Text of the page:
Format

Send to

Choose Destination
See comment in PubMed Commons below
Colloids Surf B Biointerfaces. 2011 Mar;83(1):83-90. doi: 10.1016/j.colsurfb.2010.11.001. Epub 2010 Nov 5.

N,N'-Carbonyldiimidazole-mediated functionalization of superparamagnetic nanoparticles as vaccine carrier.

Author information

  • 1Department of Chemical Engineering, Monash University, Clayton 3800, VIC, Australia. jenny.ho@eng.monash.edu.au

Abstract

Particulates with specific sizes and characteristics can induce potent immune responses by promoting antigen uptake of appropriate immuno-stimulatory cell types. Magnetite (Fe(3)O(4)) nanoparticles have shown many potential bioapplications due to their biocompatibility and special characteristics. Here, superparamagnetic Fe(3)O(4) nanoparticles (SPIONs) with high magnetization value (70emug(-1)) were stabilized with trisodium citrate and successfully conjugated with a model antigen (ovalbumin, OVA) via N,N'-carbonyldiimidazole (CDI) mediated reaction, to achieve a maximum conjugation capacity at approximately 13 microgmicrom(-2). It was shown that different mechanisms governed the interactions between the OVA molecules and magnetite nanoparticles at different pH conditions. We evaluated as-synthesized SPION against commercially available magnetite nanoparticles. The cytotoxicity of these nanoparticles was investigated using mammalian cells. The reported CDI-mediated reaction can be considered as a potential approach in conjugating biomolecules onto magnetite or other biodegradable nanoparticles for vaccine delivery.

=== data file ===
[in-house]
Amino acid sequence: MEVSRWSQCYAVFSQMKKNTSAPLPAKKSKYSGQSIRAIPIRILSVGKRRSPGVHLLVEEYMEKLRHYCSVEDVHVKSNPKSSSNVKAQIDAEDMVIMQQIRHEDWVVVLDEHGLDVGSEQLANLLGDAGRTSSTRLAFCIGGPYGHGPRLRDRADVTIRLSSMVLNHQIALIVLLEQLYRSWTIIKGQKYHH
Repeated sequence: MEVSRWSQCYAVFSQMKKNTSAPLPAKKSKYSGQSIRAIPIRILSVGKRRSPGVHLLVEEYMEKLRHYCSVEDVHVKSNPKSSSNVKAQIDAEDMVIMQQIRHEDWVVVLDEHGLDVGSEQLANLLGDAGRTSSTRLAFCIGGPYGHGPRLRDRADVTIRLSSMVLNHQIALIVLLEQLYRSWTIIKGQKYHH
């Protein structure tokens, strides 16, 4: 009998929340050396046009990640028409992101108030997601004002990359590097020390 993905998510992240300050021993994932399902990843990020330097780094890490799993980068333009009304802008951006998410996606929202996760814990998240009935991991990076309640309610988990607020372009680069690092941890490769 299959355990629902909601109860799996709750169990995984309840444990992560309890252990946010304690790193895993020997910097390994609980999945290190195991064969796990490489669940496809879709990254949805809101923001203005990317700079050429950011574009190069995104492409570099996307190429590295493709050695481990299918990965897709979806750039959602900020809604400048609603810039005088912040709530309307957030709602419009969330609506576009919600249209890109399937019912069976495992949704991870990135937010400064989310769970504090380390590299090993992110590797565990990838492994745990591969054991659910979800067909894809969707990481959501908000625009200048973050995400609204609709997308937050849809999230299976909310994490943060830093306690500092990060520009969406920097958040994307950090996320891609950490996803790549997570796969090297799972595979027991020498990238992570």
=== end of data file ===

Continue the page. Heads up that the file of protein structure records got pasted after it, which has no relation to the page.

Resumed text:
2010 Elsevier B.V. All rights reserved.

[PubMed - indexed for MEDLINE]
PubMed Commons home

PubMed Commons

0 comments
How to join PubMed Commons

    Supplemental Content

    Full text links

    Icon for Elsevier Science
    Loading ...
    Write to the Help Desk